In a comment above, ohwilleke points out, "Some of the cases Trump has appealed are criminal cases."
This answer addresses a reason that a state may choose not to appeal a criminal case that has been dismissed.
A state can choose not to appeal a dismissal of a criminal case in a local court in which a state law was found to be unconstitutional as applied, but which, being the lowest court, does not establish binding precedent for future cases in that state. The state may fear that, if appealed, a higher court could sustain the decision and find the law unconstitutional on its face, which could establish binding precedent, overturn a longstanding statute and call into question numerous past convictions under said law.
We have a recent example. Mr. Dean Donnell, a resident of New Hampshire with a New Hampshire license to carry a concealed weapon, was discovered during a routine traffic stop in neighboring Massachusetts to be in possession of a firearm in violation of Massachusetts G.L. 269 §10(a), and was arrested on felony charges. This statute makes it unlawful for any person in Massachusetts to carry a concealed firearm outside of their home unless the person holds a valid Massachusetts License to Carry a firearm (LTC). Massachusetts currently issues LTCs to both residents and non-residents, but does not recognize LTCs or permits to carry a concealed weapon (CCW) issued by any other state. Mr. Donnell had a New Hampshire CCW permit but did not have a Massachusetts LTC.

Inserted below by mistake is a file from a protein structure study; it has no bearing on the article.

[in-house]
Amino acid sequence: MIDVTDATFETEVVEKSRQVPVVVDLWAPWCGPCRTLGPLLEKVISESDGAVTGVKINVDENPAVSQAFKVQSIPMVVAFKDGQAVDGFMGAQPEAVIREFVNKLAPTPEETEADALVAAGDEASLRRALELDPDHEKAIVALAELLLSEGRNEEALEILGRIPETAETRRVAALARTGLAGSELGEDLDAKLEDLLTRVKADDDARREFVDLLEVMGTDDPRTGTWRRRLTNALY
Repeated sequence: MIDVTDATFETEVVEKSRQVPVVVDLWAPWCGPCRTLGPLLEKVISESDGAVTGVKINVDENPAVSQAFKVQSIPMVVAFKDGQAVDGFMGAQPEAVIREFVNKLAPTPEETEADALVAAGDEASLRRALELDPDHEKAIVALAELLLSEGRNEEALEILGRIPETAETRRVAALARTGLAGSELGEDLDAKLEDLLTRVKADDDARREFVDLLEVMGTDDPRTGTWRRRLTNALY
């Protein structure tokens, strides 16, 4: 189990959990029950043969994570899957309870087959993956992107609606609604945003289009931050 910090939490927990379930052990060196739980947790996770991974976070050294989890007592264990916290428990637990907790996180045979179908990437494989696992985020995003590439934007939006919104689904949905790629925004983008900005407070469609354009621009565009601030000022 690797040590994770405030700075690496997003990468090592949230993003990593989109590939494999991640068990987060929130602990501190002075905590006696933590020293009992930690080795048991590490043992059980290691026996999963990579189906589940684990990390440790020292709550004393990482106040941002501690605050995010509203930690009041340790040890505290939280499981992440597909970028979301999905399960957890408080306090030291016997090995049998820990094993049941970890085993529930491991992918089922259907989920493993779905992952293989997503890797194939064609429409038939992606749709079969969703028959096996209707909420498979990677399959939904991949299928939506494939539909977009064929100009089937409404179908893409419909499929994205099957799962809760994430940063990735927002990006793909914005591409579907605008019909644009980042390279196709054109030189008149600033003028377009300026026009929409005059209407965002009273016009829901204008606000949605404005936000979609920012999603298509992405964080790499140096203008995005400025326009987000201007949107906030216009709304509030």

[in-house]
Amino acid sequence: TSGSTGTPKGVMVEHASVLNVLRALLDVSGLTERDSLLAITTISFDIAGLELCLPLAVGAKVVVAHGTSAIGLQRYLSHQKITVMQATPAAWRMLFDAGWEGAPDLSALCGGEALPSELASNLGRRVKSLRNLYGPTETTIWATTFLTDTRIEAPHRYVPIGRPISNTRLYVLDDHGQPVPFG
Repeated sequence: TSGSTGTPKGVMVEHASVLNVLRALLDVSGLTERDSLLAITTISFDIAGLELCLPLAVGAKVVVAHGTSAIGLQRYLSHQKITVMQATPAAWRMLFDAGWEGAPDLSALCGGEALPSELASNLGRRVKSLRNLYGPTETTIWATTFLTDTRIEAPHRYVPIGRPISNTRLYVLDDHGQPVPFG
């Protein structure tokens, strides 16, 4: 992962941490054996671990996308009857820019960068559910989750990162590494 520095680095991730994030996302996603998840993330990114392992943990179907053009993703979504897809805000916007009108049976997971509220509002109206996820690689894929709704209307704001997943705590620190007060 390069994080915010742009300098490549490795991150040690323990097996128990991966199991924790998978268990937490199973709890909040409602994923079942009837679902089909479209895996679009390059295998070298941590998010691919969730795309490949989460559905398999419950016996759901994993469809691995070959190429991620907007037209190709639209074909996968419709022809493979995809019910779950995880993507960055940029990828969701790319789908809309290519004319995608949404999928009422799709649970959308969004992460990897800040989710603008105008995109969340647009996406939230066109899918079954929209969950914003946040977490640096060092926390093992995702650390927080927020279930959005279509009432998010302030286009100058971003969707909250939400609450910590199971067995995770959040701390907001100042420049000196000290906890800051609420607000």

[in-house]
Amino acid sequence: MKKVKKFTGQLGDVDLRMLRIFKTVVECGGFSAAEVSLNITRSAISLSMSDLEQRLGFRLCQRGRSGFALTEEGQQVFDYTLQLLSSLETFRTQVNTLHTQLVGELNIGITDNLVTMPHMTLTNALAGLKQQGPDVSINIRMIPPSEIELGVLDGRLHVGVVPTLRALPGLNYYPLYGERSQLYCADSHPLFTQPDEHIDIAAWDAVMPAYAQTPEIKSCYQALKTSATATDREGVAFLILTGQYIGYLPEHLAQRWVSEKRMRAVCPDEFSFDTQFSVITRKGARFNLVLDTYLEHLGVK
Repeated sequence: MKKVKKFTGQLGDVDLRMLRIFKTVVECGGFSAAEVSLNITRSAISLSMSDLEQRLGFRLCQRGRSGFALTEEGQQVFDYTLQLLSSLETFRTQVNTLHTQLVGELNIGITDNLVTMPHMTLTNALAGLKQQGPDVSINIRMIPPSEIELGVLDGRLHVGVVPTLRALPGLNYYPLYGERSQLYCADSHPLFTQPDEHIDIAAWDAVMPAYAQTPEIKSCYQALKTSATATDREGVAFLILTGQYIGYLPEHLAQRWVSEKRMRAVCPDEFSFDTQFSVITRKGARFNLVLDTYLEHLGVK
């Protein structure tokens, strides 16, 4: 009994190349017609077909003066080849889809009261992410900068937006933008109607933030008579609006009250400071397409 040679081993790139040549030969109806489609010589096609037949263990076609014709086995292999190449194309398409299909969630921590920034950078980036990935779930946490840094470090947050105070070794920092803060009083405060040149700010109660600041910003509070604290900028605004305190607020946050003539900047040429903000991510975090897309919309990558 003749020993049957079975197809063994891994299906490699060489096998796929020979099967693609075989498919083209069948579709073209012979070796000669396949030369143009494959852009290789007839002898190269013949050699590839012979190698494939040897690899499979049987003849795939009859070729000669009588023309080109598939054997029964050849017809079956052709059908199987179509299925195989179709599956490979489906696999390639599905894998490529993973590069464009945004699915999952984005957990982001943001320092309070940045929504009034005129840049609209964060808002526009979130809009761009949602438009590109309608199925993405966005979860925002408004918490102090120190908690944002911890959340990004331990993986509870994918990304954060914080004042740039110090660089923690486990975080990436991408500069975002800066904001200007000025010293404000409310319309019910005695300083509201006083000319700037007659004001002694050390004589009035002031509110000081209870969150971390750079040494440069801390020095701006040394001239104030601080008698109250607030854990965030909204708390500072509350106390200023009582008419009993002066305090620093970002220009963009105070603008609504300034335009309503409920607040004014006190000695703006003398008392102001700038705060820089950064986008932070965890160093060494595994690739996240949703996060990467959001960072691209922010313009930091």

On August 3, 2023, Judge John F. Coffey of the Lowell, MA District Court, in Case No. 2211CR2835 (pdf) ruled that Massachusetts G.L. 269 §10(a), is unconstitutional as applied in this case in light of the recent U.S. Supreme Court case NYSRPA v Bruen.
The judge writes in his conclusion,
A law-abiding resident of New Hampshire who is exercising his
Constitutional right should not become a felon by exercising that
right while he is traveling through Massachusetts merely because he
has not obtained a Massachusetts license to carry . . . . This Court
can think of no other constitutional right which a person loses simply
by traveling beyond his home state’s border into another state
continuing to exercise that right and instantaneously becomes a felon
subject to mandatory minimum sentencing of incarceration. . . . An
individual only loses a constitutional right if he commits an offense
or is or has been engaged in certain behavior that is covered by 18
USC section 922. He doesn’t lose that right simply by traveling into
an adjoining state whose statute mandates that residents of that
state obtain a license prior to exercising their constitutional
right. To hold otherwise would inexplicably treat Second Amendment
rights differently than other individually held rights.
By Massachusetts tradition, appeals on adverse rulings in criminal matters in the lower courts may only be advanced through the Attorney General’s office. Thus far, that office is silent on the question of appealing judge Coffey's decision. It is notable that this may be the very first criminal case nationwide in which a judge ruled that, in light of NYSRPA v Bruen, a state must recognize a defendant’s LTC or CCW issued by another state.
So the Massachusetts Attorney General can either decide to let this one go or risk the eventual overturn of at least some aspects of Massachusetts gun law, potentially requiring Massachusetts to recognize all out-of-state CCW permits carried by non-residents, and if appealed further to Federal courts and the Supreme Court, it could conceivably lead to nationwide universal CCW reciprocity between the states. I’m sure the Massachusetts AG doesn’t want that on her resume.